The Grace of our Lord Jesus Christ, the Love of God, and the Fellowship of the Holy Spirit be with you all. Amen.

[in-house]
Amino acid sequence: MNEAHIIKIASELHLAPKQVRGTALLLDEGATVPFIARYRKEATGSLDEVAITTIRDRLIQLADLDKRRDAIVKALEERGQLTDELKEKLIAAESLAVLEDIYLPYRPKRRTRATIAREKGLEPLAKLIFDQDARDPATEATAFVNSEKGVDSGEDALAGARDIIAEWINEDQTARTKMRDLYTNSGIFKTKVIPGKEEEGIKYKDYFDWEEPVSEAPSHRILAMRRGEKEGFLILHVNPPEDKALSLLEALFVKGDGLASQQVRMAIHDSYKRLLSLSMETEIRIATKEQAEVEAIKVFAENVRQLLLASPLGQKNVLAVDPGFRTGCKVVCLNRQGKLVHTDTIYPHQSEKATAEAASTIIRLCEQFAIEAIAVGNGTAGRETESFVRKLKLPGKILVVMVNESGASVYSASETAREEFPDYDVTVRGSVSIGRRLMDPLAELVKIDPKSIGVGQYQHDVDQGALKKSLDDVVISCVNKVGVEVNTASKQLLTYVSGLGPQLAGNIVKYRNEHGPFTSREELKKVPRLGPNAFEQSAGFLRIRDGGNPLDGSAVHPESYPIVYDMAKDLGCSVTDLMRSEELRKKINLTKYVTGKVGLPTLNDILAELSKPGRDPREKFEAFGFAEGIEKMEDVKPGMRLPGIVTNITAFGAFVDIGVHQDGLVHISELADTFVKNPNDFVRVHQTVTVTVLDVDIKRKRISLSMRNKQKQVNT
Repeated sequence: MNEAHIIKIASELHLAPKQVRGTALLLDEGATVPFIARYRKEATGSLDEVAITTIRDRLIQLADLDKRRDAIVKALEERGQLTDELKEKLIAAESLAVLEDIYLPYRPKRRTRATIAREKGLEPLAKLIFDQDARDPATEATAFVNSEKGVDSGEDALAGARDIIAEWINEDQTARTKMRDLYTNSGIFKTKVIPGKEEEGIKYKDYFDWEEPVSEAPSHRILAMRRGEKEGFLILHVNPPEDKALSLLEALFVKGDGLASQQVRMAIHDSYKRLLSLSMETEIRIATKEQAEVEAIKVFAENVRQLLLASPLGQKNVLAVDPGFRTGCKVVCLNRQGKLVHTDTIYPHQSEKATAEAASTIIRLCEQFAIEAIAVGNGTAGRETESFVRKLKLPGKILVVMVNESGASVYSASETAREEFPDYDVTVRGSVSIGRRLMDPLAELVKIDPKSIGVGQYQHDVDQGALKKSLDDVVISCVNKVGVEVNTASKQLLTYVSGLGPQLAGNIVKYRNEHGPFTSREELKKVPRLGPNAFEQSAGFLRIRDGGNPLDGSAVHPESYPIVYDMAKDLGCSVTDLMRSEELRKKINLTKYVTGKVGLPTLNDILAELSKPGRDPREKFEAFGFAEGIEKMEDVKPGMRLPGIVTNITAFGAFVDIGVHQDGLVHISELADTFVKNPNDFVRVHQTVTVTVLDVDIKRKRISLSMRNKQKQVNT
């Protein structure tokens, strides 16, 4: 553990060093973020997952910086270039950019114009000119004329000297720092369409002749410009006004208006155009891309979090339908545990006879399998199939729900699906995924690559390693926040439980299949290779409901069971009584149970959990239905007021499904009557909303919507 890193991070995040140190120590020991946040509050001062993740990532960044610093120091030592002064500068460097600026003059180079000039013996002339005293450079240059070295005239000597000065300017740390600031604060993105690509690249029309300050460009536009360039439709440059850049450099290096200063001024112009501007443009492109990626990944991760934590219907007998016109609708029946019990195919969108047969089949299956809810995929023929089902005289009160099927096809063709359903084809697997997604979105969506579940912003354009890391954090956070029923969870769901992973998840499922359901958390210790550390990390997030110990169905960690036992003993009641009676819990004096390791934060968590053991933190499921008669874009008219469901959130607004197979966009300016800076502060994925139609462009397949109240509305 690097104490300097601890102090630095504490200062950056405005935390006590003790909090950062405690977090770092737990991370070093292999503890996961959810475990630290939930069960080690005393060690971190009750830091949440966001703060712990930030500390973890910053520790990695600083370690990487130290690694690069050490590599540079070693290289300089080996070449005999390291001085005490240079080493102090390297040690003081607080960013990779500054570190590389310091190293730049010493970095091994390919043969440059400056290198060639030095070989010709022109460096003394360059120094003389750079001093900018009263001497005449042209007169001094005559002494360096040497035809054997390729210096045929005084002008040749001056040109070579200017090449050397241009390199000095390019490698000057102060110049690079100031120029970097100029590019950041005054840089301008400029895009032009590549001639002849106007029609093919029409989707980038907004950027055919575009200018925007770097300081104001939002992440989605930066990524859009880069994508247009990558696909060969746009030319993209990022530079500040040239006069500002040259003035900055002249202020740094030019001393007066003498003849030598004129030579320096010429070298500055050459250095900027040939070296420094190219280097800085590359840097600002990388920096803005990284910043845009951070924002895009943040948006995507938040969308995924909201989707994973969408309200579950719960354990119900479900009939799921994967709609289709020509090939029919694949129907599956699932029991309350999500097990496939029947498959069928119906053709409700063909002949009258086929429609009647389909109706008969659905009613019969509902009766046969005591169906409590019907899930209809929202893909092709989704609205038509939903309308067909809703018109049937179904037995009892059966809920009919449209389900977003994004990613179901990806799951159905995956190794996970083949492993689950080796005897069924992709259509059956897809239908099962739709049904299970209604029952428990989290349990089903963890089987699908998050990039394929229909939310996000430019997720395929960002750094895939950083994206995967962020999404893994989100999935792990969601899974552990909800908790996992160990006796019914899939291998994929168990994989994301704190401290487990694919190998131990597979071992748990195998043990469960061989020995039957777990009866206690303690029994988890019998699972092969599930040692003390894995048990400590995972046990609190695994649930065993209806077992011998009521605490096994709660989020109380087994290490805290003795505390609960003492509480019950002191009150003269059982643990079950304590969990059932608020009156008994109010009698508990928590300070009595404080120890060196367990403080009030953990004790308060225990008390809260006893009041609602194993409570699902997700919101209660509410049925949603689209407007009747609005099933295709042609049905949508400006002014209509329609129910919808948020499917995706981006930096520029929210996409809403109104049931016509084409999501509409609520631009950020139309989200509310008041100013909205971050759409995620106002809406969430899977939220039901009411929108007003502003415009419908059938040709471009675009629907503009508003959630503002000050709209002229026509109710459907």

Matthew 18:1 At that time the disciples came to Jesus and said, “Who then is greatest in the kingdom of heaven?” 2 And He called a child to Himself and set him before them, 3 and said, “Truly I say to you, unless you are converted and become like children, you will not enter the kingdom of heaven. 4 Whoever then humbles himself as this child, he is the greatest in the kingdom of heaven. 5 And whoever receives one such child in My name receives Me; 6 but whoever causes one of these little ones who believe in Me to stumble, it would be better for him to have a heavy millstone hung around his neck, and to be drowned in the depth of the sea. 7 “Woe to the world because of its stumbling blocks! For it is inevitable that stumbling blocks come; but woe to that man through whom the stumbling block comes! 8 “If your hand or your foot causes you to stumble, cut it off and throw it from you; it is better for you to enter life crippled or lame, than to have two hands or two feet and be cast into the eternal fire. 9 If your eye causes you to stumble, pluck it out and throw it from you. It is better for you to enter life with one eye, than to have two eyes and be cast into the fiery hell. 10 “See that you do not despise one of these little ones, for I say to you that their angels in heaven continually see the face of My Father who is in heaven. 11 For the Son of Man has come to save that which was lost. 12 “What do you think? If any man has a hundred sheep, and one of them has gone astray, does he not leave the ninety-nine on the mountains and go and search for the one that is straying? 13 If it turns out that he finds it, truly I say to you, he rejoices over it more than over the ninety-nine which have not gone astray. 14 So it is not the will of your Father who is in heaven that one of these little ones perish. 15 “If your brother sins, go and show him his fault in private; if he listens to you, you have won your brother. 16 But if he does not listen to you, take one or two more with you, so that by the mouth of two or three witnesses every fact may be confirmed. 17 If he refuses to listen to them, tell it to the church; and if he refuses to listen even to the church, let him be to you as a Gentile and a tax collector. 18 Truly I say to you, whatever you bind on earth shall have been bound in heaven; and whatever you loose on earth shall have been loosed in heaven. 19 “Again I say to you, that if two of you agree on earth about anything that they may ask, it shall be done for them by My Father who is in heaven. 20 For where two or three have gathered together in My name, I am there in their midst.” (NASB)